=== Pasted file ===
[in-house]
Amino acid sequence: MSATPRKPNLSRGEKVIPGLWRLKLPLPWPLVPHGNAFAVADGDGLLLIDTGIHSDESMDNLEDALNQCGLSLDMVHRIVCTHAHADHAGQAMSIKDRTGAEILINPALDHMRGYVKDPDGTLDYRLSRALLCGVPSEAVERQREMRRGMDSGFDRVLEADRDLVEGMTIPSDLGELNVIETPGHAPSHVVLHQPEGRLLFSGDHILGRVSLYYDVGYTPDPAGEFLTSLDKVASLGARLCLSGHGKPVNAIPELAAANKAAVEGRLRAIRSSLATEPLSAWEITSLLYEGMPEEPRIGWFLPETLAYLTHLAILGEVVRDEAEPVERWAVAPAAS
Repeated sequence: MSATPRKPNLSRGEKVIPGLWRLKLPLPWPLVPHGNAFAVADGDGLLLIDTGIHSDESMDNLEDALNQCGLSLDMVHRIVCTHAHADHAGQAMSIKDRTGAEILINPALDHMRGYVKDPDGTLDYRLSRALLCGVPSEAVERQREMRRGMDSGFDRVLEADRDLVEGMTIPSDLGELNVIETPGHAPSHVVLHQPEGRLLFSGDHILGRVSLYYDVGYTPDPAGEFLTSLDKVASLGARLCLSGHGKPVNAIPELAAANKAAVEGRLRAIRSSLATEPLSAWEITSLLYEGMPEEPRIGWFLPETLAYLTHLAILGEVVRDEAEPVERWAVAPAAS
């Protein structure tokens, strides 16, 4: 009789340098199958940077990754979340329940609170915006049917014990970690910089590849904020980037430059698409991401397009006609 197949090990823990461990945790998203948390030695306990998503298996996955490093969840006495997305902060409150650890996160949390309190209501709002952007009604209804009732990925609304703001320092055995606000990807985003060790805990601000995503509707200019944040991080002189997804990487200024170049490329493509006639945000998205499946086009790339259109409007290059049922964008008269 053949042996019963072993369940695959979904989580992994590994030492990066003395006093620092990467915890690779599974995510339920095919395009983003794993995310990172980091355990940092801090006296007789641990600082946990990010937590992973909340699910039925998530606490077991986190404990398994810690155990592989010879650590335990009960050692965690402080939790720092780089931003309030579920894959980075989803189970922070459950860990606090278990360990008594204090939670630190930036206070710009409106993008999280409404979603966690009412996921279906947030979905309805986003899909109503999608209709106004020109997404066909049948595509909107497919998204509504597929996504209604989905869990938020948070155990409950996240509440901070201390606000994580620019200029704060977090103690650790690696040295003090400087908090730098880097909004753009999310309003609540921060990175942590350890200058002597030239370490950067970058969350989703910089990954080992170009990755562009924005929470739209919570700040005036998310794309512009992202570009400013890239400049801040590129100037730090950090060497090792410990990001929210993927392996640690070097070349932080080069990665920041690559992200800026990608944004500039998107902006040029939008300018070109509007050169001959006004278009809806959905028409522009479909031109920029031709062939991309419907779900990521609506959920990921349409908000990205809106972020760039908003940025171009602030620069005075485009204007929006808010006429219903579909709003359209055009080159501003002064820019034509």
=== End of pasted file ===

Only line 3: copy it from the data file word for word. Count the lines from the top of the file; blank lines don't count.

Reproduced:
Repeated sequence: MSATPRKPNLSRGEKVIPGLWRLKLPLPWPLVPHGNAFAVADGDGLLLIDTGIHSDESMDNLEDALNQCGLSLDMVHRIVCTHAHADHAGQAMSIKDRTGAEILINPALDHMRGYVKDPDGTLDYRLSRALLCGVPSEAVERQREMRRGMDSGFDRVLEADRDLVEGMTIPSDLGELNVIETPGHAPSHVVLHQPEGRLLFSGDHILGRVSLYYDVGYTPDPAGEFLTSLDKVASLGARLCLSGHGKPVNAIPELAAANKAAVEGRLRAIRSSLATEPLSAWEITSLLYEGMPEEPRIGWFLPETLAYLTHLAILGEVVRDEAEPVERWAVAPAAS